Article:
"There are any number of courses that deal with some group aspect of America, but virtually none that deals with America as a whole. For example, there is African-American history from 1619 to 1865 and from 1865 to the present, but there is no comparable sequence on America. Every course is social or cultural history that looks at the world through the prism of race, class, and gender. Even a course on the environment (offered in the history department) "examines the links between ecology and race, class, and gender."
Do Bowdoin alumni know their alma mater offers not one history course in American political, military, diplomatic, constitutional, or intellectual history, and nothing at all on the American Founding or the Constitution; that the one Civil War course is essentially African-American history (it is offered also in Africana Studies); and that there are more courses on gay and lesbian subjects than on American history? Is it possible this is one reason why some conservatives are disinclined to send their children to Bowdoin? Mr. (Barry) Mills (president of Bowdoin) did not inquire."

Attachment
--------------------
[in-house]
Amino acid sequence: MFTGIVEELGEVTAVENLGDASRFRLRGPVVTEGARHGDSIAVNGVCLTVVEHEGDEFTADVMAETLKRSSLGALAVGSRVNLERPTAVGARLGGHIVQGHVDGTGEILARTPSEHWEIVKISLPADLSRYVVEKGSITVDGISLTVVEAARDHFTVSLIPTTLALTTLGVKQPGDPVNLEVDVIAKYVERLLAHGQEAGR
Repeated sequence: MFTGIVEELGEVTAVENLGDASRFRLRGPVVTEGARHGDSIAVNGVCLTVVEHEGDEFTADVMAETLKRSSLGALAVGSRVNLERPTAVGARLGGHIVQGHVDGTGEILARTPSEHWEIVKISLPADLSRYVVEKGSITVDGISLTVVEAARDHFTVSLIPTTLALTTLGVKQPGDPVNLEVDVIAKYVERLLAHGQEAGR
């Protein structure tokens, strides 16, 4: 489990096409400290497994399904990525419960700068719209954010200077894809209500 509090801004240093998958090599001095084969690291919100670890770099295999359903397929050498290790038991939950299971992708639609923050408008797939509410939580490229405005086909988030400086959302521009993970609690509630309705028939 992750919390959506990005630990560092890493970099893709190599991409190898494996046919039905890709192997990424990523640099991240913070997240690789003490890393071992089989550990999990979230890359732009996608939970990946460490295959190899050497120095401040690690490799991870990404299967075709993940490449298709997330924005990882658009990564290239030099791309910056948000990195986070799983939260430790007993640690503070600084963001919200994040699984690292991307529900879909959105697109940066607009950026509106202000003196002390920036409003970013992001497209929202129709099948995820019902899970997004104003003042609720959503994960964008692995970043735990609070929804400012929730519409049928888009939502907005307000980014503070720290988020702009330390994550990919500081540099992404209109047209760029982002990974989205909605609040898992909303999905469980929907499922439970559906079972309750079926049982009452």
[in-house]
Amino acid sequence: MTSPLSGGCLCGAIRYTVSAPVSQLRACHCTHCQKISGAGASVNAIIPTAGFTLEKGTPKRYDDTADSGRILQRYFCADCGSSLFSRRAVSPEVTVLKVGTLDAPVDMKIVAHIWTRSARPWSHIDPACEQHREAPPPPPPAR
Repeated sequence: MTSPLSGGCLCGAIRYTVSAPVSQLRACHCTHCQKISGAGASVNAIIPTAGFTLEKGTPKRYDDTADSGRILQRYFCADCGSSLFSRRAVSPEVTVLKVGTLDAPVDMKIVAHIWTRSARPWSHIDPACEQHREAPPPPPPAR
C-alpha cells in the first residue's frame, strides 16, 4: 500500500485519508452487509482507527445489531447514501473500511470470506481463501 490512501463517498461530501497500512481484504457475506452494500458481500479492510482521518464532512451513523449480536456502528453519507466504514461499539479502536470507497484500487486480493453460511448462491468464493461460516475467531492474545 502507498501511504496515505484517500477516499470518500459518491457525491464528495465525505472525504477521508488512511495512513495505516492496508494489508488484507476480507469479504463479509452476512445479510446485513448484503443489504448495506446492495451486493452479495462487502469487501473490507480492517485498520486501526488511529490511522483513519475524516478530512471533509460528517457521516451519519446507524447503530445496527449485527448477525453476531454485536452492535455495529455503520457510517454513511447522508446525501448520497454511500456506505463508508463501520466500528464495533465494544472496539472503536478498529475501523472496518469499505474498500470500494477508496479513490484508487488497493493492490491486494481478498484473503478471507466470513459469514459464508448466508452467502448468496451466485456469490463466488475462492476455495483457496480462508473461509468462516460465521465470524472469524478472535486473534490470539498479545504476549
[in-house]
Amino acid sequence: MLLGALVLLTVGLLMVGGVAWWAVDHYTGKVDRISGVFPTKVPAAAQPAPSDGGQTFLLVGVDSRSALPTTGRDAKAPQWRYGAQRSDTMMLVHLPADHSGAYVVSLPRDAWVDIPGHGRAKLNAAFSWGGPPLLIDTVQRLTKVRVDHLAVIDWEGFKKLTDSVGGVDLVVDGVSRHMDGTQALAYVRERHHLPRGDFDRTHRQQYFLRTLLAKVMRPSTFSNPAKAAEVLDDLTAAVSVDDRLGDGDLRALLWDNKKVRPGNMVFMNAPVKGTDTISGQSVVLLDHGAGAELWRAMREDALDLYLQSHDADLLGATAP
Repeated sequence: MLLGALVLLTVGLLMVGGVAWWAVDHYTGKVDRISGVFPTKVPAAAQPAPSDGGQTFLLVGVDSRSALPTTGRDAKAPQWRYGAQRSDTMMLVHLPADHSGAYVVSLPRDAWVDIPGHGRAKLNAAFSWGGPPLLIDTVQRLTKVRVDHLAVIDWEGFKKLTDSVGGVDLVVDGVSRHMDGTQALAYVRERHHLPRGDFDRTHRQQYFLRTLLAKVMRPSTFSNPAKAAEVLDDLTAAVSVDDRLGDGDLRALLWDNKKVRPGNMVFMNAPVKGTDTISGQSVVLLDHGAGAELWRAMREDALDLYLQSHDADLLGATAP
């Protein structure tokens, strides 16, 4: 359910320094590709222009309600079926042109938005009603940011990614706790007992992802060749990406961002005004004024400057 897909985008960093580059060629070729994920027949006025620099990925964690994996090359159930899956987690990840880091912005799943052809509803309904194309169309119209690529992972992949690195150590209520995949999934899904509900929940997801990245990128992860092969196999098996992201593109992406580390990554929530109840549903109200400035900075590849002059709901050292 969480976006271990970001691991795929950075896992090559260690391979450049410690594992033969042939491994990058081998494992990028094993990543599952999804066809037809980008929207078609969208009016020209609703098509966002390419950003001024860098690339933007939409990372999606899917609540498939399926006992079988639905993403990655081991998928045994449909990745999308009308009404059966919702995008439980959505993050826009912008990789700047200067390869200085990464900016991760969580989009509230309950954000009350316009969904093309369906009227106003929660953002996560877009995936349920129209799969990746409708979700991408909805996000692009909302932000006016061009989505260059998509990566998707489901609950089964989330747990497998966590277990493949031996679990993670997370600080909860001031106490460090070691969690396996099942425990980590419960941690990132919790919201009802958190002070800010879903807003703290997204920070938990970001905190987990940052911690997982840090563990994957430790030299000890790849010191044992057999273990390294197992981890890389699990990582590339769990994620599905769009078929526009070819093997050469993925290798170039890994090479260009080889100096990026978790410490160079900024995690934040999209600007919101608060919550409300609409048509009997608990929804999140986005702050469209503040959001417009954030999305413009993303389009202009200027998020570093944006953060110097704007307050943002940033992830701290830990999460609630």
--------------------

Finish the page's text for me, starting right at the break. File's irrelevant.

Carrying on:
--- Thomas D. Klingenstein,
Excerpt from “A Golf Story,” Claremont Review of Books,